By Tanzanian standards there is a new sense of urgency. The energy ministry says it wants tenders “immediately” for a power station to cover a paralysing shortfall in electricity. Mr Kikwete turns up unannounced at state-owned outfits such as the port and the railways to demand efficiency and rail against corruption. He has also lambasted the country’s “Wabenzi” (those who drive a Mercedes-Benz).

But Mr Kikwete turns mournful when he spells out the effects of the global recession: missed government revenue targets; a cancelled sovereign-bond issue; projects for a nickel plant and a vast aluminium smelter put on hold; revenue from coffee down; cotton hit even harder; tourism suffering as well. An exception is gold, with new finds still to be exploited and the price holding up fairly well.

Tanzania may already, in some respects, be falling behind. A recent Chinese state visit failed to bring much investment. The government in Beijing thinks Kenya, not Tanzania, is the gateway to the mineral wealth of Congo. Tanzania’s two main railways are rickety. The port of Dar es Salaam failed to pinch business from Kenya’s port, Mombasa, when Kenya was in turmoil a year ago. No one seems to know how Tanzania’s main port will hit its target of a tenfold increase in goods traffic by 2030. Tanzania is not even spending all the aid it is given. Last year, $2.4 billion of pledged funds were not disbursed.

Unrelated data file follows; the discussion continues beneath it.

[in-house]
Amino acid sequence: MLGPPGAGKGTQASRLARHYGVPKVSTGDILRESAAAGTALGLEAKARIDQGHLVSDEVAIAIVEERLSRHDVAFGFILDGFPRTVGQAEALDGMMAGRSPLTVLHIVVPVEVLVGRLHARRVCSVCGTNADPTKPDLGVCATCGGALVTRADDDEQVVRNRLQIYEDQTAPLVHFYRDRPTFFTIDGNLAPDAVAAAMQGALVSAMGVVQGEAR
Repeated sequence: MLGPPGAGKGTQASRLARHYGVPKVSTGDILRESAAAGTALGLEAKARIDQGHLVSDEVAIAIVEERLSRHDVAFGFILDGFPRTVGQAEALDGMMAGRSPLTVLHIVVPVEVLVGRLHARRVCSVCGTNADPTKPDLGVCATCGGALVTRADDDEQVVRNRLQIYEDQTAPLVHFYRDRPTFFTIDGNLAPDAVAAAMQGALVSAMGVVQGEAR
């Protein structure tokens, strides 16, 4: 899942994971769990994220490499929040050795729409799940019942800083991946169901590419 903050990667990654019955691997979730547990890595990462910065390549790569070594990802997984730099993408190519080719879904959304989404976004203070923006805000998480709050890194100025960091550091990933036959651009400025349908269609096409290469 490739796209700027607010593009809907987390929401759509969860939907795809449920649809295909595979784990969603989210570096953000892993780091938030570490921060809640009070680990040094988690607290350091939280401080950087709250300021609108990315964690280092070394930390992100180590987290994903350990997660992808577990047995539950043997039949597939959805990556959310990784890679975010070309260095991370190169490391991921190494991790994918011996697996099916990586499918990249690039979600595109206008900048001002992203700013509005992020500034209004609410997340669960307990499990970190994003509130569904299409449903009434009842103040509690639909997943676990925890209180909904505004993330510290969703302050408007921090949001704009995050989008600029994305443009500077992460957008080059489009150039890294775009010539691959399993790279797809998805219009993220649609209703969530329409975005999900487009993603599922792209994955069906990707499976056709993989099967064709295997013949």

Tanzania must also decide whether to integrate more closely into the East African Community (EAC), which includes neighbouring Burundi, Kenya, Rwanda and Uganda. It has dragged its feet over opening its borders and moving towards a common currency, though it recently insisted that a common market would get going next year. It suspects Kenya of using the EAC as a way of grabbing arable Tanzanian land on the cheap. And the country’s tiny middle class fears being swamped in a common market by better-qualified Kenyans and Ugandans. Moreover, the world crisis may bolster old socialists in the CCM who want a return to ujamaa, a failed model of rural collectivisation propounded by Tanzania’s founding president, Julius Nyerere. That would set it back even further

10 comments:

GAME THEORY said...

As someone who subscribes to Time, Newsweek,FT, The Economist and Atlantic monthly and reads them all; I have a few words. The Economist is dense. Dense with words. Dense with ideas. Time and Newsweek are not dense with words and the ideas are more about popular culture....I wouldnt want to sound like a typical product of English public school lakini lazima niseme ukweli, The Atlantic does at times seem to me to be an over-mighty reunion of Harvard liberal arts alumni trying to impress on you how intelligent they are - the editorial rejoinders by authors only proving that they are above "correction" by the masses.